Road to Pisac archaeological complex
What a nightmare it must have been for the bus driver, although I guess he may be used to it. Buses were parked either side of the narrow road, leaving just enough room for one bus to pass through. Our driver took us as far as he could, then some how found a park further down the hill.
Buses at Pisac archaeological complex & Stalls
Lining the roadside were many stalls with lots of colourful gifts and colourful Peruvian ladies, no time for stopping now as we were following the guide, I stopped on the way back to the bus.
View from look-out
We stopped at a look-out and then followed our guide to the Inca ruins where he gave a talk about them, then let us explore by ourselves. I was glad I had a warm jumper with me as the wind had picked up and it had become quite cold. Many of my group were shivering, I imagine they would have been frozen when the misty rain began to fall when returning to the bus.
Pisac archaeological complex is believed to be a "Royal estate" built by the Inca Pachacutec. It consists of the terraces, Inca cemetery, the city walls and the "Amaru Punku" door also known as the "Gate of the Serpents,'' temples, homes, altars, carvings, tunnels and caves.
The ruins are separated along the ridge into four groups that include a number of bathes and temples. One is known as "The Temple of the Sun," a volcanic outcrop which may have been used for astronomical functions, another is Q’allaqasa, a Citadel which is built on a natural spur and overlooks the valley.
The hillside is lined with agricultural terraces constructed by the Inca, an amazing sight and very interesting one when I heard the details of how they were built by hand. They are still in use today.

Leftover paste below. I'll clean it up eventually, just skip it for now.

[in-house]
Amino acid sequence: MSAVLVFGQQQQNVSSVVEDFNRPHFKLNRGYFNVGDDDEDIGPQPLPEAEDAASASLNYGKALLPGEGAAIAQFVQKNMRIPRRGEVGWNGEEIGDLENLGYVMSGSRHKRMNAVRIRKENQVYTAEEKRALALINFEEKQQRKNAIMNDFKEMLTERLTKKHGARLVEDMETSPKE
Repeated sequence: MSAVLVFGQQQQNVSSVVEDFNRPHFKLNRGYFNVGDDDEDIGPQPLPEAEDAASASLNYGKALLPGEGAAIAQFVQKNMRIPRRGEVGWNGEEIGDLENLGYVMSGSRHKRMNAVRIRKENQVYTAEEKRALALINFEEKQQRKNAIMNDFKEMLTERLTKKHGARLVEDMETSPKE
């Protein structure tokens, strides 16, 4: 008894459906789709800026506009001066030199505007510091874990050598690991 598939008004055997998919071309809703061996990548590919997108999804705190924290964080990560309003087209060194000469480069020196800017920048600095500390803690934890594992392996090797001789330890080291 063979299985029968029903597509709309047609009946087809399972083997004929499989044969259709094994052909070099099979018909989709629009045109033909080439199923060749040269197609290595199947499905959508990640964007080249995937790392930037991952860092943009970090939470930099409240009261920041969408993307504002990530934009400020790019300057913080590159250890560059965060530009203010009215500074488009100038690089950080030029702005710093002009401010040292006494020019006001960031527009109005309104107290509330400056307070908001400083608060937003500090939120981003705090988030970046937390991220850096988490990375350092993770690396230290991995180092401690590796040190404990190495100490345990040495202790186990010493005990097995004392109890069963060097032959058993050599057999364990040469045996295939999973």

It was in this high altitude (3300 metres) that I began losing my breath when I tried to climb steps, this resulted in me not be able to explore the site like I had hoped to, still, I wasn't too disappointed as I was able to see quite a bit as well as the amazing views.
Once everybody was accounted for in the bus, it was time to drive down the mountainside then along the valley to the town of Urubamba where we stopped for a buffet lunch. After a nice lunch and a full tummy, it was back on the bus again for a drive to the archaeological complex of Ollantaytambo.
Ollantaytambo was a former Inca administrative center and gateway to the Antisuyo (the Amazon corner of the Inca Empire), also home of Inca nobility. The fortress of Ollantaytambo was the site of a major battle between the Incas and Spanish, the Incas won the battle, but only briefly as the Spaniards returned with more men and were able to capture Ollantaytambo.
On viewing the steep set of Inca stairs I would need to climb to reach the top of the Ollantaytambo ruins, I knew I would not be able to do it, so I stayed behind and looked around town.